By Garrick Brown, Vice President of Retail Research, Americas
Today is the first Tuesday following the Super Bowl… which means that for about 16.5 million Americans it is the first day back to work following a long weekend of hype, food, more hype, football, even more hype, commercials, yet another round of hype, overblown half-time shows and… did I mention hype? But back to the nearly 17 million of you who played hooky yesterday… that number comes from a survey commissioned by the Workforce Institute at Kronos Incorporated and conducted by the Harris Poll. This survey had found that over 10.5 million Americans had already asked to take Monday, February 8th off prior to the big game. In looking at past data and based upon their polling of over 2,000 workers, the folks at Kronos surmised that all told, roughly 10% of the entire American workforce would simply not be at work yesterday. The report also concluded that…
- As many as 7.5 million American workers would be late for work on the Monday following the Super Bowl.
- 34% of workers admit to taking the day off (or coming in late) due to hangovers.
- Nearly 20% of the Millennial and Generation Z workforce (workers 18 to 35 years old) were likely to miss work the day after the Super Bowl.
All of this goes to the point that when you hear the Super Bowl referred to as America’s “unofficial” national holiday, there actually is something to it. This being said, welcome back to work all you slackers! Congratulations to all of you Denver fans and condolences to our friends in Carolina. But before I move on, let me share one last stupid Super Bowl factoid with you before we (thankfully!) put this thing to bed for another year… it is estimated that the amount of guacamole eaten yesterday in the United States would be enough to coat the football field at Levi’s Stadium to a depth of 18 feet. I am guessing that this, in and of itself, would explain a big chunk of those work absences.
But let’s move on to the next holiday on our calendar… Valentine’s Day! The National Retail Federation (NRF) just published a new survey that predicts that Valentine’s Day Sales will reach a record high of $19.7 billion this year.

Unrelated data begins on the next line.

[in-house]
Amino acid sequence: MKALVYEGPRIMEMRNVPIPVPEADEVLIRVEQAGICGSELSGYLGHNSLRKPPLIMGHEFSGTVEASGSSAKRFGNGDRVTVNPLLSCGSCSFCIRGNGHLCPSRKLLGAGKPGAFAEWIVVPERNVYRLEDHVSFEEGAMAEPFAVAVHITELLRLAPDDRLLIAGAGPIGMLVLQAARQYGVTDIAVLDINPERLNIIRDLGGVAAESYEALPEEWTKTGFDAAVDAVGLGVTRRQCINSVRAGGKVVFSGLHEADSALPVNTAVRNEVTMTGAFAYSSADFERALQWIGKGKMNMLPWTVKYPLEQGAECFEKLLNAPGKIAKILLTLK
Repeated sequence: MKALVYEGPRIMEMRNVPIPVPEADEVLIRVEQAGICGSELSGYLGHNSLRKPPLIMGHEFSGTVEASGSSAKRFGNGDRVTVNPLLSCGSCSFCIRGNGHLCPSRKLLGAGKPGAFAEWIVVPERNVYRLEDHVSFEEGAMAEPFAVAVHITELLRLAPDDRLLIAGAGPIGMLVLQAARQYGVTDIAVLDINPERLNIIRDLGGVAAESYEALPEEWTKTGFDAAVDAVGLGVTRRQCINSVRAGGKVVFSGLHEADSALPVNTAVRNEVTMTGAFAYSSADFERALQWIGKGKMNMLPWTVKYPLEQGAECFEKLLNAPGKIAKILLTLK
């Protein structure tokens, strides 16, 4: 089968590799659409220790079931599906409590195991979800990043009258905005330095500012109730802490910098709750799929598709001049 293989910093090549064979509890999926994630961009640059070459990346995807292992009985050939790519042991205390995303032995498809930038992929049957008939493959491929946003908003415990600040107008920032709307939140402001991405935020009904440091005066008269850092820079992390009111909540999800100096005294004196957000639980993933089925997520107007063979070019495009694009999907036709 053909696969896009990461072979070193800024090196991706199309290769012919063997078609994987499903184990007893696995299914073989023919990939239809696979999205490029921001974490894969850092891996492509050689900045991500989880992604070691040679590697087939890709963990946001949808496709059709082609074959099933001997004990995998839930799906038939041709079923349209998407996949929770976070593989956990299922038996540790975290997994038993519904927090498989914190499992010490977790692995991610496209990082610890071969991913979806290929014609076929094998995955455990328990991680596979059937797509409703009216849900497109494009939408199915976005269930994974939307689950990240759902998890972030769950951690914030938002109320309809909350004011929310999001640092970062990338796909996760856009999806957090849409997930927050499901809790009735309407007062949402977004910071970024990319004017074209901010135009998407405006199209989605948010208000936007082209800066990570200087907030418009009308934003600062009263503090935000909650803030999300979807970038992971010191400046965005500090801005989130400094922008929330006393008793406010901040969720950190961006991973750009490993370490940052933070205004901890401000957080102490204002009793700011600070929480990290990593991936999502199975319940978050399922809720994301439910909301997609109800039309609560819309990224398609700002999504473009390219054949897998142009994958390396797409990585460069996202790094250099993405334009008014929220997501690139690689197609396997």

The NRF survey found that nearly 55% of American consumers plan on celebrating the Valentine’s Day holiday in 2016. It also found that those celebrating the holiday plan to spend an average of just under $147 on gifts. Candy is the top gift item for Valentine’s Day (50% of those polled planned to give candy this year). Valentine’s Day-related candy sales are expected to hit roughly $1.7 billion. Spending on greeting cards is expected to top $1.1 billion. Jewelry stores also should see a windfall; estimated consumer spending on necklaces, earrings and other jewelry items is predicted to hit $4.4 billion. Of course, restaurants are always among the biggest winners Valentine’s Day. The NRF predicts that American consumers will spend roughly $4.5 billion going out to eat to celebrate Valentine’s Day this year. Roughly four in ten Americans will celebrate the holiday in 2016 by either treating a date to a night out at a restaurant or by buying their paramour tickets to a show or event.
All of this should come as good news to U.S. retailers who largely saw January’s same-store sales activity come in below analyst estimates. Thomson Reuters had expected 0.2% sales growth from the select group of retailers that they track in their monthly index. Instead, the overall numbers for their index came in at -1.1%. But keep in mind that the Thomson Reuters index is actually quite small, with just nine retailers included. Still, the overall numbers are pretty humdrum—but not a lot of standouts in either direction.
You can check out detailed retailer-by-retailer data by clicking here. By the way, these come to us by way of our good friend Mike Palenchar of the MR Group. In addition to putting together this free monthly report that he shares with the industry, you can get on his mailing list by dropping him a line at firstname.lastname@example.org. Mike is also one of the top retail talent recruiters in the business. He’s been active in the industry since 1999 and he specializes in identifying top talent for mid to upper level positions in the retail and building industries nationally. He’s helped a lot of people I know land some great positions and he is a good friend to the Newsline.
Outside a couple of bright spots, most retailers struggled with weather-related issues in January. This winter we have had the worst of both worlds for retail in the northeastern and Midwestern United States. We had an autumn and early winter that was so mild as to cheat the industry out of two entire apparel seasons, only to be followed up by record snowfall that locked down consumers. Too warm, too cold… let’s hope February turns out to be retail’s Goldilocks moment.
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This post is commentary from the latest weekly edition of our Cushman & Wakefield Retail Newsline, which you can subscribe to for free by e-mailing email@example.com.
Garrick serves as Vice President of Retail Research for the Americas. He speaks frequently at industry events and has been a keynote speaker at symposiums, conferences and market forecasting events for groups like the Appraisal Institute, Urban Land Institute, CREW, ICSC and PRSM. He is also a member of Lambda Alpha International, an invitation-only land use society for those who are involved in the ownership, management, regulation and conservation of land, but also those who are involved in its development, redevelopment and preservation.